Michigan Bell Telephone Co. v. Climax Telephone Co., 121 F. Supp. 2d 1104 (W.D. Mich. 2000)
October 12, 2000
CLIMAX TELEPHONE COMPANY, et al., Defendants.
United States District Court, W.D. Michigan, Southern Division.
*1105 Joseph A. Fink, John M. Dempsey, Dickinson Wright, PLLC, Lansing, MI, for Michigan Bell Telephone Company dba Ameritech Michigan, Inc., pltfs.
Gary L. Field, Harvey J. Messing, Loomis, Ewert, Parsley, Davis, et al., Lansing, MI, David A. Voges, Sharon L. Feldman, *1106 Jennifer M. Granholm, Attorney General, Public Service Division, Lansing, for Climax Telephone Company, John G. Strand, John C. Shea, David A. Svanda, Commissioners of the Michigan Public Service Commission (In Their Official Capacities and not as Individuals), defts.
QUIST, District Judge.
Plaintiff, Michigan Bell Telephone Company, d/b/a Ameritech Michigan ("Ameritech"), filed this action pursuant to § 252(e) (6)of the Telecommunications Act of 1996 (the "FTA"), Pub.L. No. 104-104, 110 Stat. 56 (1996) (codified as amended in scattered sections of 47 U.S.C.), seeking review of an interconnection agreement (the "Agreement") between Ameritech and Defendant Climax Telephone Company ("Climax") that was arbitrated and approved by the Michigan Public Service Commission (the "MPSC") under §§ 251 and 252 of the FTA. Ameritech sues Climax and MPSC Commissioners John G. Strand, John C. Shea, and David A. Svanda (the "Commissioners"). In Count I of its Amended Complaint, Ameritech alleges that the Agreement violates the FTA by permitting Climax to pay only local call rates for termination of calls that are classified under Ameritech's tariffs as "toll" calls subject to higher toll call rates. In Count II, Ameritech alleges that the MPSC exceeded its authority under the FTA by requiring Ameritech to provide intraLATA toll service to Climax customers. Finally, in Count III, Ameritech alleges that the MPSC's decision to require Ameritech to provide interLATA toll service to Climax's customers violated § 306 of the Michigan Telecommunications Act, M.C.L. §§ 484 .2101 to .2604 ("MTA"). Now before the Court are the parties' motions for summary judgment.
I. Overview and Facts
A. Telecommunications Act of 1996
Congress enacted the FTA in 1996 "[t]o promote competition and reduce regulation in order to secure lower prices and higher quality services for American telecommunications consumers and encourage the rapid deployment of new telecommunications technologies." Pub.L. No. 104-104, 110 Stat. 56 (1996). In particular, the FTA is aimed at introducing competition into local telephone markets, which were traditionally state-sanctioned monopolies. See A T & T Corp. v. Iowa Utils. Bd., 525 U.S. 366, 371-72, 119 S. Ct. 721, 726, 142 L. Ed. 2d 835 (1999). In order to encourage competition, the FTA allows startup local exchange carriers ("LEC") to interconnect to an incumbent local exchange carrier's ("ILEC") "existing local networks, to lease elements of existing local networks at reasonable rates, and to purchase the incumbents' services at wholesale rates and resell those services to retail customers." MCI Telecomm. Corp. v. Illinois Bell Tel. Co., 222 F.3d 323, 328 (7th Cir. 2000) (citing 47 U.S.C. § 251).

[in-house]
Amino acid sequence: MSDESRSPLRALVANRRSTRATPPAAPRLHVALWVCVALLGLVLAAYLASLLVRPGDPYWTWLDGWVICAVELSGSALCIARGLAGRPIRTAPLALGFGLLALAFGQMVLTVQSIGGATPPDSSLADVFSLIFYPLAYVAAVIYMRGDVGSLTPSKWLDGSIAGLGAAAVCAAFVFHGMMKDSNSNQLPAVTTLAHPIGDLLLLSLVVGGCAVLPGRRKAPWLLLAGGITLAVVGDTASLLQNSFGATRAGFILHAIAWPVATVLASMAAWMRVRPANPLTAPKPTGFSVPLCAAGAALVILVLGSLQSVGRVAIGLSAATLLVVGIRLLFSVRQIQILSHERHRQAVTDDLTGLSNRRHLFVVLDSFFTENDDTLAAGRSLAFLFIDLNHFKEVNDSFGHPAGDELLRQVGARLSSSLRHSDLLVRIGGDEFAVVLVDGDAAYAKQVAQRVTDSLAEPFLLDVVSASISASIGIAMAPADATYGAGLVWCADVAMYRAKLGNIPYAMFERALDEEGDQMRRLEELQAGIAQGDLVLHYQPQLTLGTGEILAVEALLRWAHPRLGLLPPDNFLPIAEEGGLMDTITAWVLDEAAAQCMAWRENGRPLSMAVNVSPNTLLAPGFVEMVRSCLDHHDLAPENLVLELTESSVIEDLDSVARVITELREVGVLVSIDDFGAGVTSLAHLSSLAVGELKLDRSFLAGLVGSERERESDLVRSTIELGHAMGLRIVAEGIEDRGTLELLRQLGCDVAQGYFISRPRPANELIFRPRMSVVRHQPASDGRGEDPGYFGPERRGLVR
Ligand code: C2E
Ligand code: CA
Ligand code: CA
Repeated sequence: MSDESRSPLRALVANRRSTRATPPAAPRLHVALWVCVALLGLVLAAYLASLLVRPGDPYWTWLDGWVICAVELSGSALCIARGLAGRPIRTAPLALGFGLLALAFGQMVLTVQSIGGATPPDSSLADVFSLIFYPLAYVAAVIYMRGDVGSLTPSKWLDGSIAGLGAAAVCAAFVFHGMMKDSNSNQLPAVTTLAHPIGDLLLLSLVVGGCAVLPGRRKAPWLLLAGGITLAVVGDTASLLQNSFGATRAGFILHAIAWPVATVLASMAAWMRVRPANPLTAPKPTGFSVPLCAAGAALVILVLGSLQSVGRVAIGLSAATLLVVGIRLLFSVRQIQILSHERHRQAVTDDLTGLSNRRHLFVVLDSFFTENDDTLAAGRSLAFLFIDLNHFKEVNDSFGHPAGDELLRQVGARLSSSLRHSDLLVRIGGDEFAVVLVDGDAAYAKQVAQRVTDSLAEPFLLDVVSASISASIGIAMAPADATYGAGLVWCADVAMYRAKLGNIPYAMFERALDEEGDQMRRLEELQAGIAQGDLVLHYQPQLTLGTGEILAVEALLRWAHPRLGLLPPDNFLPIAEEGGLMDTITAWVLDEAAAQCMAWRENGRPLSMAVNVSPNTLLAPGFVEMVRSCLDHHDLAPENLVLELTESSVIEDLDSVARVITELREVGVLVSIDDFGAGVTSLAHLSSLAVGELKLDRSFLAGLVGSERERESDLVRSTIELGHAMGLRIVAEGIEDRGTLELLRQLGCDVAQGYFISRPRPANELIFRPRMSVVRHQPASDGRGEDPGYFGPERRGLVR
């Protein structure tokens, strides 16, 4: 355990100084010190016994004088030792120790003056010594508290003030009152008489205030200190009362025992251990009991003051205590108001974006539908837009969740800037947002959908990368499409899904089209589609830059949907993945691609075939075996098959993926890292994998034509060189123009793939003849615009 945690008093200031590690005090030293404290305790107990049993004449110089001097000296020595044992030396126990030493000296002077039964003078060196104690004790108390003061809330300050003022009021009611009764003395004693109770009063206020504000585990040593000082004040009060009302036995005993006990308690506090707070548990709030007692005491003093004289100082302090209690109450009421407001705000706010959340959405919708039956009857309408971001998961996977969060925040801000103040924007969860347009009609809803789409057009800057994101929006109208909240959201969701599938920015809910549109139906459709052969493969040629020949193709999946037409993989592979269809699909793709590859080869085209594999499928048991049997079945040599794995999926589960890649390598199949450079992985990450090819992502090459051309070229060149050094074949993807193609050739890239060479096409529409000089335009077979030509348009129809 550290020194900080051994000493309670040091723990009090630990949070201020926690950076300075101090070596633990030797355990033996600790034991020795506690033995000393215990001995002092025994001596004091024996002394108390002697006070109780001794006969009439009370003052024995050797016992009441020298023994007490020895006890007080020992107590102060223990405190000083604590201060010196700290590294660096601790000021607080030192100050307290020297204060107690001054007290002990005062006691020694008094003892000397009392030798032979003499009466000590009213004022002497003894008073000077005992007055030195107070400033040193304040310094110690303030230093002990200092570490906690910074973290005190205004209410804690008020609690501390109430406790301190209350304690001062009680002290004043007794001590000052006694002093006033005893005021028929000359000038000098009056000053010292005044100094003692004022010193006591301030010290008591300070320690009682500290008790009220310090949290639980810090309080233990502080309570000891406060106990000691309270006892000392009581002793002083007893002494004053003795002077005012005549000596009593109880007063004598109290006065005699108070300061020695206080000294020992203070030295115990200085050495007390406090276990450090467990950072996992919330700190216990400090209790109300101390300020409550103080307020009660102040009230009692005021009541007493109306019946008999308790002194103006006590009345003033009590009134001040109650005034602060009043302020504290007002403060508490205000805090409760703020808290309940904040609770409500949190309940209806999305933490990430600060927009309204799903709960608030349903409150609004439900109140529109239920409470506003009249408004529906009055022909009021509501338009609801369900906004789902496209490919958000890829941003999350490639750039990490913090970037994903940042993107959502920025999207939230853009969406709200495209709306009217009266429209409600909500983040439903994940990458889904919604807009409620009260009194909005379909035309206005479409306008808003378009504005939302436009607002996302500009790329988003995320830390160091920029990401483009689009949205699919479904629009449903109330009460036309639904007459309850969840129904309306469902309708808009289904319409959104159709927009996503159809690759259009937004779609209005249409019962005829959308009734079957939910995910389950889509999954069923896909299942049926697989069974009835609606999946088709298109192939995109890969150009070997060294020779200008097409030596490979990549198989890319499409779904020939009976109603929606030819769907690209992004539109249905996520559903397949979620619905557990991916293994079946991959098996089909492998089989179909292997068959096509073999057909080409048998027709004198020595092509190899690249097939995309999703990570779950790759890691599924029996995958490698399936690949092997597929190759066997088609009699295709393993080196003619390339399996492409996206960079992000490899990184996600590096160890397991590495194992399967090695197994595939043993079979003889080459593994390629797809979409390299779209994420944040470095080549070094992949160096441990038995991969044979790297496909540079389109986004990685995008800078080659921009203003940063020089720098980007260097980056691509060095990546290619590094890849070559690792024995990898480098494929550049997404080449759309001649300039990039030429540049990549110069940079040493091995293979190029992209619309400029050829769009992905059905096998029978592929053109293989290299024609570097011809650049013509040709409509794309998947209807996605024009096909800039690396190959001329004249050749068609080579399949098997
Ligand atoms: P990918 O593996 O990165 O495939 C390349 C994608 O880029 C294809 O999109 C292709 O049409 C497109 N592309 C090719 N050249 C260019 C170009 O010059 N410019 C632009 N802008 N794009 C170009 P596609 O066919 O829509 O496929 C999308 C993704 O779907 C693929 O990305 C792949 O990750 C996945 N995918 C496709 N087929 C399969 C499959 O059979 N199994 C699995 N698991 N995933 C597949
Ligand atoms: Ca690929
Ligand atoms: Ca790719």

The FTA provides a process to facilitate interconnection between ILECs and new market entrants. First, ILECs and requesting telecommunications carriers must negotiate in good faith regarding the terms and conditions of interconnection agreements. See 47 U.S.C. § 251(c) (1). Among other things, both parties must establish reciprocal compensation arrangements for the transport and termination of telecommunications. See 47 U.S.C. § 251(b) (5). The ILEC is required to provide interconnection "on rates, terms, and conditions that are just, reasonable, and nondiscriminatory, in accordance with the terms and conditions of the agreement and *1107 the requirements of" sections 251 and 252. 47 U.S.C. § 251(c) (2) (D). If the parties are unable to resolve their differences, either party may petition the state regulatory commission to arbitrate any open issue. See 47 U.S.C. § 252(b) (1). The party seeking arbitration must identify the unresolved issues and the positions of the parties with respect to those issues. See 47 U.S.C. § 252(b) (2). The non-petitioning party may respond to the petition and submit additional information within 25 days after the state commission receives the petition. See 47 U.S.C. § 252(b) (3). In conducting the arbitration, the state commission must limit its consideration of issues to those identified in the petition and the response, although it may require either party to submit additional information relative to the unresolved issues. See 47 U.S.C. § 252(b) (4). The arbitration panel must ensure that its resolution of the issues and any conditions imposed meet the requirements of § 251 and the regulations adopted by the Federal Communications Commission ("FCC") to implement § 251 and that the rates for interconnection, services, or network elements are in accordance with § 252(d). See 47 U.S.C. § 252(c). With respect to charges for transport and termination of traffic, a state commission may consider the rate of reciprocal compensation just and reasonable only if: